In January 2011, a planning grant was awarded to the Pacific Region from the Joint Fire Science Program (JFSP). Currently, HWMO is collaborating with multiple partners in applying to become part of the JFSP Knowledge Exchange Consortia.
The collaborators on the planning grant used the award to establish the Pacific Fire Science Consortium (PFSC), which has supported diverse planning activities. Following meetings and the release of the PFSC’s 1st newsletter in April 2011, the PFSC created and released across the region through existing agency networks a comprehensive needs assessment in the form of a web-based survey . The assessment team included USFS research scientists, Hawaii Wildfire Management Organization (HWMO) social scientists and fire managers, and program managers with the Pacific Disaster Center and the DOD. The survey targeted potential end-users to better understand how to address four specific “major challenges” which had been identified by fire managers and scientists across the region.
Joint Fire Science Program
Need for a Consortium in The Pacific
The Pacific region is currently underrepresented in current, organized, and regionally- specific fire science information. There is a tremendous need for enhanced collaboration and communication within the Pacific’s scientific and resource management communities to bridge the differences between geographic locations (insular states, territories, and nations) as well as in ecology, culture, and language.
The Pacific Fire Science Consortium (PFSC) was formed to meet the needs of scientists and managers for a collaborative and regionally relevant approach toward effective fire prevention and management, and to stimulate and utilize “best available” research to reduce fire management costs and enhance our ability to effectively protect natural, social, and cultural resources from wildfire devastation.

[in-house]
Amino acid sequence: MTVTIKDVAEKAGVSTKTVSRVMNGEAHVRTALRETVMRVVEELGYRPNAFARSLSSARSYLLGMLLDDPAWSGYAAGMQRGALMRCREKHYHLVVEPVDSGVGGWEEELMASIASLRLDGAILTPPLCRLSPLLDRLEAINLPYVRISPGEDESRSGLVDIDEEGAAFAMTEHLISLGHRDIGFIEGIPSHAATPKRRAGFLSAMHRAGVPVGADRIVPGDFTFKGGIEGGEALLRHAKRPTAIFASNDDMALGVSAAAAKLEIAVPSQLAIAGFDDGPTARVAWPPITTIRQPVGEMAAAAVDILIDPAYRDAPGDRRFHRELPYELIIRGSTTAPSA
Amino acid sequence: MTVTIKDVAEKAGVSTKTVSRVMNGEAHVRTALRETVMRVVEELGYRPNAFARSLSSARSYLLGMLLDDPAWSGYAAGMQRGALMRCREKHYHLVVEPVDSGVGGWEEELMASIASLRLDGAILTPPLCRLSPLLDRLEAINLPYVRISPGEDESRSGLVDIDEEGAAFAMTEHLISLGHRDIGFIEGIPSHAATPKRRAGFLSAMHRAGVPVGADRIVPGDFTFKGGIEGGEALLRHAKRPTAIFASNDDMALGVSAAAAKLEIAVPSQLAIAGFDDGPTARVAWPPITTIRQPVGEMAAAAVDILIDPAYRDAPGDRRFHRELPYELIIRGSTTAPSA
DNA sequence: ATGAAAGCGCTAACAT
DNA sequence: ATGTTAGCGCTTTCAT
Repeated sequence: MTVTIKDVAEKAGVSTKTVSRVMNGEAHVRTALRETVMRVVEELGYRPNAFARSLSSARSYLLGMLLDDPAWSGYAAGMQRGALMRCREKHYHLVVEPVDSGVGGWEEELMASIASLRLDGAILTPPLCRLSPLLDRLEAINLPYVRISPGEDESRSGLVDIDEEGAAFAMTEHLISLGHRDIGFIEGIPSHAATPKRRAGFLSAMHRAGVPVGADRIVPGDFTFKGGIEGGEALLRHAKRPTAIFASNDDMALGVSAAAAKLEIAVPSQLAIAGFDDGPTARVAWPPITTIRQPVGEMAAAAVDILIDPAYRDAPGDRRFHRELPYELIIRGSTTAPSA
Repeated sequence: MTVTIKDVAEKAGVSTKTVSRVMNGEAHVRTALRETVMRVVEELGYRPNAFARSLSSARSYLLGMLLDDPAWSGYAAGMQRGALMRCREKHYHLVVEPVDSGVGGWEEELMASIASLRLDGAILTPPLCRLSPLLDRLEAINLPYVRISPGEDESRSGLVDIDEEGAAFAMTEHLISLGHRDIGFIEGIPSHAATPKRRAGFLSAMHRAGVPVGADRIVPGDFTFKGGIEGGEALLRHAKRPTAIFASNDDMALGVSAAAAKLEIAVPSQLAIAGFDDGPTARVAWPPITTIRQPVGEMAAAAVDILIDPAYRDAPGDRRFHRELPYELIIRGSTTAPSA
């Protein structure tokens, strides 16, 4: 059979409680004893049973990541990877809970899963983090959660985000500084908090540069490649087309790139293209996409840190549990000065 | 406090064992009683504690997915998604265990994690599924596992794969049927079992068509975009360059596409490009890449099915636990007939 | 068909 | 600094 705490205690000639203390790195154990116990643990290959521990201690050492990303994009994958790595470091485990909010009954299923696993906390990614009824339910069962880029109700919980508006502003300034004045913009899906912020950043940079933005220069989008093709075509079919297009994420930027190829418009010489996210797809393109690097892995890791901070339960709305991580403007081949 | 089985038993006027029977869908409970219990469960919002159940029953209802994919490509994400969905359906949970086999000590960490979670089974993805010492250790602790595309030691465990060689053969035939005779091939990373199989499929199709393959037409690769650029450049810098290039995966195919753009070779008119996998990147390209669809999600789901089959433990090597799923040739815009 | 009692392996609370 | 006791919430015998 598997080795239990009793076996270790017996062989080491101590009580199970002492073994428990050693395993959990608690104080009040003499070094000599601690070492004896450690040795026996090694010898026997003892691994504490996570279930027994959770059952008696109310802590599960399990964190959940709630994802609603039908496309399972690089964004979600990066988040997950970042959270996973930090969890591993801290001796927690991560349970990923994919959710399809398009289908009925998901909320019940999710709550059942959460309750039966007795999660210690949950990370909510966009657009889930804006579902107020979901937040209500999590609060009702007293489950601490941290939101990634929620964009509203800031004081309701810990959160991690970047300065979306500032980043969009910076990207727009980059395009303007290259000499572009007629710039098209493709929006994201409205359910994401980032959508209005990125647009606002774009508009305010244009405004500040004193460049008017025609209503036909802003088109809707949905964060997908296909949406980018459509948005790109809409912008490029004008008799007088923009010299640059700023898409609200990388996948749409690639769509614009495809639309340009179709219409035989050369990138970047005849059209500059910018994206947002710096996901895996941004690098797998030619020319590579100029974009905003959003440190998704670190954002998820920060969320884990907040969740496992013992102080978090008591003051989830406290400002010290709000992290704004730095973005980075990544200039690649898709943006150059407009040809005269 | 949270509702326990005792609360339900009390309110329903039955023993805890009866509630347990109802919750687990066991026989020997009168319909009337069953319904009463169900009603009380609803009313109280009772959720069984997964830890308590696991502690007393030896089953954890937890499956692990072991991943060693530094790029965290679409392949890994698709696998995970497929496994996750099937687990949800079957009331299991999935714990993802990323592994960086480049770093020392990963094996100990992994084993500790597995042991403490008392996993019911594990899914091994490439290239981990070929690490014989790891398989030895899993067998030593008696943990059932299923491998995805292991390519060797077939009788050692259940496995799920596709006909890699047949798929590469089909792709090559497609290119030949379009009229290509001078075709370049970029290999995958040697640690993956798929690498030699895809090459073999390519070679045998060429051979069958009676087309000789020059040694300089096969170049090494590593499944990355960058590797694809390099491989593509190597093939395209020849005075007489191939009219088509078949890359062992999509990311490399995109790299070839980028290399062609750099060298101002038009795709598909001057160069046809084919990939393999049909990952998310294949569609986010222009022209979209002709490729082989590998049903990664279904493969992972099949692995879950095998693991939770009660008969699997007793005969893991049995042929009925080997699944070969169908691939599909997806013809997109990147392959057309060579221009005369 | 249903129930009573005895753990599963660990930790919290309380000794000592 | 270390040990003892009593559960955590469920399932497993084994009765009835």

In Hawaii and the U.S. Affiliated Pacific, developed areas often abut wildland and agricultural areas, which increase the probability of wildfire impacts on communities (poor air quality, power/phone line damage, post-burn erosion/ land slides/ dust, and fire spread along wildland-urban interface [WUI] boundaries and through adjacent neighborhoods).
The four primary challenges are:
• Easier Access to information Sources
• Better and More Comprehensive Information
• Improved Technical Assistance
• More Collaborative Information Transfer Environment
Hawaii Wildfire Management Organization
Hawaii Wildfire Management Organization, Kamuela, HI
Within the Consoritum
The PFSC will provide information, training, and tools for region-specific wildfire mitigation activities that can take place along WUI boundaries, and will focus on addressing the following issues and end-users:
• Fire Suppression
(Local, State, County, Federal, Private)
• Air Quality
• Water Quality
• Emergency Response
• Planning/ Development
• Political Leadership/ Legislation
Regional fire consortia in the US - Sponsored by the Joint Fire Science Project
The Pacific Fire Exchange has officially launched their own website! Closely partnered with HWMO, PFX has been utilizing HWMO's domain and website to convay information about the newest of The Joint Fire Sicence Program's Regional Consortia. Now the exchange can be found at it's own website :
This site will continue to grow and develop over time so keep checking it out, or join the PFX mailing list.